What’s a Runner Who Doesn’t Run?

I’ve been to see the podiatrist for the second time this year.

It’s odd how much I’ve grown into the label of a runner over the last three years, but this year has been instructive. My non-running time has added up to be almost as much as my running-enabled time, and even when I have been able to run, it’s been in a severely diminished capacity from where I was last year at this time. That being said, my first trip to the podiatrist was encouraging. The doctor saw the inflammation on my x-ray, gave me a local treatment, a stretching regimen, an icing regimen, and seemed pretty confident that a) he’d identified the problem and b) would be able to solve it. And he was right — the tweakiness in my left foot is virtually gone, less some tightness in the morning.

My second visit has only been frustrating.

Nothing to show on the x-ray, which he says is a good thing, but it also means that the cause and source of the pain are harder to identify. He poked and prodded at my Achilles a bit and said that while he can definitely pinpoint the location of the injury, he can’t really tell what’s going on. Sometimes, he said, the Achilles can tear (if in the case of a violent and acute injury — like I stepped in a pothole and hyperextended the thing) or almost “fray” (from simple overuse… also, the idea of a tendon “fraying” is enough to send me scrabbling up the walls to throw up in my mouth). But he sees no sign of any of that sort of damage. No local treatment this time, since he can’t be sure what’s causing the pain. Just a renewal of some anti-inflammatory meds (which I’m almost convinced are just sugar tablets at this point), a heel insert for my shoe (to take some of the “pressure” off the tendon, with the added side benefit of making me feel positively geriatric), and an appointment to come back in three weeks to reassess.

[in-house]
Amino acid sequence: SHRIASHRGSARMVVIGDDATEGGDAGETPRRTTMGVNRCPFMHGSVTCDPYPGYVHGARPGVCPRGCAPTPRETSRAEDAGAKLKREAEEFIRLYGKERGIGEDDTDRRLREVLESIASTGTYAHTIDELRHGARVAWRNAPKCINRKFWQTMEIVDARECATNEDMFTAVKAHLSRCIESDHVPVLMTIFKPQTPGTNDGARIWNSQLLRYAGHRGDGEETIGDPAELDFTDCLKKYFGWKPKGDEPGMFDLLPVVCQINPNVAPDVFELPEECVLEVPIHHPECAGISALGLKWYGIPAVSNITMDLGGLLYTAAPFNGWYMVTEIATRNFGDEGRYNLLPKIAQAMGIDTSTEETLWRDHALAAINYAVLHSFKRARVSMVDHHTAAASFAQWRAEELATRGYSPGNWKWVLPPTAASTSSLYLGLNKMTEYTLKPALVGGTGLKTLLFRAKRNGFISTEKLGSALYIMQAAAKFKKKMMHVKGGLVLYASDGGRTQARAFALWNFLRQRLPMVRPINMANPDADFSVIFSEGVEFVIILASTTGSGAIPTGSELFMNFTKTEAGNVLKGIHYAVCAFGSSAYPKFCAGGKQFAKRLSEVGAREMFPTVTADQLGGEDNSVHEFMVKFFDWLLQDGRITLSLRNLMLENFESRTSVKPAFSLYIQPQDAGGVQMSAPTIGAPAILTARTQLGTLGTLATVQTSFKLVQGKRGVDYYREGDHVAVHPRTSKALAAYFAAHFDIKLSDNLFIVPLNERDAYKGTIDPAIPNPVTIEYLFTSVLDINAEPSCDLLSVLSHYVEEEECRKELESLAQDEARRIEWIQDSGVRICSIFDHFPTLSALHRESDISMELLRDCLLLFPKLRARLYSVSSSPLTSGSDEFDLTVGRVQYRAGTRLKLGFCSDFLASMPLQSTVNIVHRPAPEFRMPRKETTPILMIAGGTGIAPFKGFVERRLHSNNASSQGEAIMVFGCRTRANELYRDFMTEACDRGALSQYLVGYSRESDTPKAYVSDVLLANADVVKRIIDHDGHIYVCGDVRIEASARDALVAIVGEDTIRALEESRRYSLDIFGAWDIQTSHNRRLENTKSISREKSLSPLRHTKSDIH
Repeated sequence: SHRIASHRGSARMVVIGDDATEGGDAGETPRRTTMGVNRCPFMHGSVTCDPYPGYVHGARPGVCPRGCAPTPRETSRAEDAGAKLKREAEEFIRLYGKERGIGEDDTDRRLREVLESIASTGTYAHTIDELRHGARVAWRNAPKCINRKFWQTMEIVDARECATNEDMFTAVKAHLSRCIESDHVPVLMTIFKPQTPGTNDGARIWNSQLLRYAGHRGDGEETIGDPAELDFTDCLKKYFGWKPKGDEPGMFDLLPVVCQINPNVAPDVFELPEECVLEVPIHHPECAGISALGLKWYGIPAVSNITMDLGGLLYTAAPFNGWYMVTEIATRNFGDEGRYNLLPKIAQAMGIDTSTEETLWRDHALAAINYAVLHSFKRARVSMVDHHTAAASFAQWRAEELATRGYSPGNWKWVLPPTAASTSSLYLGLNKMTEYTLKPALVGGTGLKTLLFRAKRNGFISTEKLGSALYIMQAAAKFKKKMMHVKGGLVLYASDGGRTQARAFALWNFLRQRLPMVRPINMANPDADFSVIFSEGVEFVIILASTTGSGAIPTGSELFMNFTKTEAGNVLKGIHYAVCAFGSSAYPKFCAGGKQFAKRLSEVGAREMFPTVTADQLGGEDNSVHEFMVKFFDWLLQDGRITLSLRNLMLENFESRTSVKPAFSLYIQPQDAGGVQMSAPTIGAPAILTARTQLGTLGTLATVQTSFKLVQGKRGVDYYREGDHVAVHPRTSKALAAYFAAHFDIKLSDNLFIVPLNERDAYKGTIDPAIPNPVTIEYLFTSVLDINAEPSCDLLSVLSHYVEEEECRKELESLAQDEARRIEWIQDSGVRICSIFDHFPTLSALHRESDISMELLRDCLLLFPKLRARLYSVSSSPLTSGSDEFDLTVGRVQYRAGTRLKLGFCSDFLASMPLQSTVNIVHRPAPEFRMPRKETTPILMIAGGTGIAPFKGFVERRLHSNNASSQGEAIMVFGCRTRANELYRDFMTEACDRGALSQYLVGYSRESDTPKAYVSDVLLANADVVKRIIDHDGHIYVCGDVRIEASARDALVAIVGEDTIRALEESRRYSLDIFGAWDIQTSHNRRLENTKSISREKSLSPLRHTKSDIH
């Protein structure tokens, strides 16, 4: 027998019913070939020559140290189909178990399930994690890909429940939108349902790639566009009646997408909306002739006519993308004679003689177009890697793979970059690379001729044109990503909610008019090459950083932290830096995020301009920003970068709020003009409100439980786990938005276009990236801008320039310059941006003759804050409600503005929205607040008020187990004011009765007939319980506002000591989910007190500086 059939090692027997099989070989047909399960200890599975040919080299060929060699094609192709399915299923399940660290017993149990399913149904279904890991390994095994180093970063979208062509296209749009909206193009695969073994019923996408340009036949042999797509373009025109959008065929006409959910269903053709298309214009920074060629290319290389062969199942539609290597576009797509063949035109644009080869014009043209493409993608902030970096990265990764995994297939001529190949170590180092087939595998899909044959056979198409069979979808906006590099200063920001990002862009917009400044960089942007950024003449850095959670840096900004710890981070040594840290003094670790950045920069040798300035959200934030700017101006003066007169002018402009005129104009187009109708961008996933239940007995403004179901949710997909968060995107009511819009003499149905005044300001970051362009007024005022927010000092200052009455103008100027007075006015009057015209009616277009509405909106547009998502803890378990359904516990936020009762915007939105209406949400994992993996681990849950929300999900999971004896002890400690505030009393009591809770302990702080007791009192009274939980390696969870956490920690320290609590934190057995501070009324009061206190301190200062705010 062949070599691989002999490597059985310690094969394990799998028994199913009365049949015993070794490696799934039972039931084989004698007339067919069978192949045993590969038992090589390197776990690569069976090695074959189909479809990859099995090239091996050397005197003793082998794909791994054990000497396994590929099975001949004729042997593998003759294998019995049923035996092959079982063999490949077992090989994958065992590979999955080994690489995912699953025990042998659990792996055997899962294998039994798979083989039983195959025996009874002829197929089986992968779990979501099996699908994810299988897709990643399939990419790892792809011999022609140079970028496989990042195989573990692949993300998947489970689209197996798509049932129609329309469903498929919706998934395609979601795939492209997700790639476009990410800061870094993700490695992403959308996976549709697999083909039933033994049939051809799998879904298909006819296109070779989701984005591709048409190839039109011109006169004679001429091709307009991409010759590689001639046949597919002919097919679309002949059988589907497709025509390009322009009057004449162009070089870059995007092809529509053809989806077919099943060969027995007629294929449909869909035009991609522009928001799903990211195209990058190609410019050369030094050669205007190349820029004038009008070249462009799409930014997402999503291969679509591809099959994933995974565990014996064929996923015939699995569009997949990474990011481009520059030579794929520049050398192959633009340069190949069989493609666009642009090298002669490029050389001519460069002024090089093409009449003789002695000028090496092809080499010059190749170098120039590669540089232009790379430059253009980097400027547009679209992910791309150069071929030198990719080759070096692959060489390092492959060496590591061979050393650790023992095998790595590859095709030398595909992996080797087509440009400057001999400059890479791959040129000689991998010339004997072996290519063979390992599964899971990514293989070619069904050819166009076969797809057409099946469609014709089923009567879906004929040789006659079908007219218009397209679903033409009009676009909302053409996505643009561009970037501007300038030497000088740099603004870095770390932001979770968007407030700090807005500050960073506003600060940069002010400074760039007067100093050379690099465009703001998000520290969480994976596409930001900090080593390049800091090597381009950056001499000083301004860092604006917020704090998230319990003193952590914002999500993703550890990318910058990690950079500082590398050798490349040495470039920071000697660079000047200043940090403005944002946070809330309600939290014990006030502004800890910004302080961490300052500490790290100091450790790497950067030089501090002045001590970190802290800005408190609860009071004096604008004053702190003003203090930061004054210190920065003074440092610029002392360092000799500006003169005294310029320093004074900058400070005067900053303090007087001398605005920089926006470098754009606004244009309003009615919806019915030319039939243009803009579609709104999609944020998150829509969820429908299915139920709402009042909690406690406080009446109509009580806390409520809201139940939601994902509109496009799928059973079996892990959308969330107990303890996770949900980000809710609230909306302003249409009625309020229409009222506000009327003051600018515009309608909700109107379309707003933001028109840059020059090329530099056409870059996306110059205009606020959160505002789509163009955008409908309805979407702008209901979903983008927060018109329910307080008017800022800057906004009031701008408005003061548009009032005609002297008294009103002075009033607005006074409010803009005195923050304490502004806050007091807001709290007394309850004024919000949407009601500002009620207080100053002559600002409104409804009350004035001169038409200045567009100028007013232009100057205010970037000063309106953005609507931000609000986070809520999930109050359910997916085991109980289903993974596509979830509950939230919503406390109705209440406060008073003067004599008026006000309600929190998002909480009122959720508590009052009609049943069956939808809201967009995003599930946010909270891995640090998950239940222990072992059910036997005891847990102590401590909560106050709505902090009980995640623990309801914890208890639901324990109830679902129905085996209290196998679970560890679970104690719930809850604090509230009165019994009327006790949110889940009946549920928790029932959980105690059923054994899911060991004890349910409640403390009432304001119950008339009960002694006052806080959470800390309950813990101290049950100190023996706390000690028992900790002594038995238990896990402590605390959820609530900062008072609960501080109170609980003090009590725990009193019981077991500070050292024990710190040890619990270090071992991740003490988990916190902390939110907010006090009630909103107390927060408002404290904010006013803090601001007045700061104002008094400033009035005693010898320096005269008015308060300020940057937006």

I asked him if I need to think about giving up running for a while. I’m not sure if he heard the trepidation in my voice and didn’t want to crush me or if he’s genuine, but he said to just give it a week and then go out for a slow, short run… with the shoe insert. Which I’m sure is going to feel like I’m running in platform heels. So I’m going to try going for a run on Saturday, which will be my first in a month (minus the test run which I cut short less than a quarter-mile from my front door a week and a half ago). But I have to confess I’m not optimistic. Something in my gut is telling me that my feet need a hard reset; that I need to take a few solid months off to give the old peds time to shake off whatever’s ailing them, and spend the meantime tiptoeing around them and not stressing them out too badly (in much the same way my wife and I lightfoot it past the kids’ bedrooms when they’re falling into a tenuous sleep).

What am I going to do if I can’t run?

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About Pavowski

I am a teacher, runner, father, and husband. I am an author-in-progress. I know just enough about a lot of things to get me into a lot of trouble. View all posts by Pavowski

3 responses to “What’s a Runner Who Doesn’t Run?

  • Helen Espinosa

    So sorry to hear about your running. Hopefully a little time off will help and you can get back to it. I feel the same way about running – don’t know what I’d do without it. Good luck!

    Like

  • Peg

    Hey, I’m PegLeg from the Loop…
    So sorry about your injury. I’ve been injured for the last 6 months (happening almost overnight) with high-hamstring tendinopathy. According to my PT, it is the second-most stubborn running injury, with… yes, you guessed it, Achilles tendonitis/plantar fasciits being king-pin. These tendon things are the devil. Let’s break a leg next time, for real.
    I sort of stay away from the Loop these days, as it’s really painful to be reminded of the heyday, and the despair I feel- and sometimes write about- isn’t the most appreciated among all the success-stories, methinks. :/
    Anyway… bummer to hear about your injury. I’m not going to give you silly cliches and false predictions but just… I’m there, feel for you, it sucks, and I hope it gets better for both of us.

    Like

    • Pavowski

      Yeah, people don’t dig on the gripes as much, and rightly so, but those of us with the gripes need the catharsis… mainly because we can’t run off the frustration. Good luck with your recovery.

      Like

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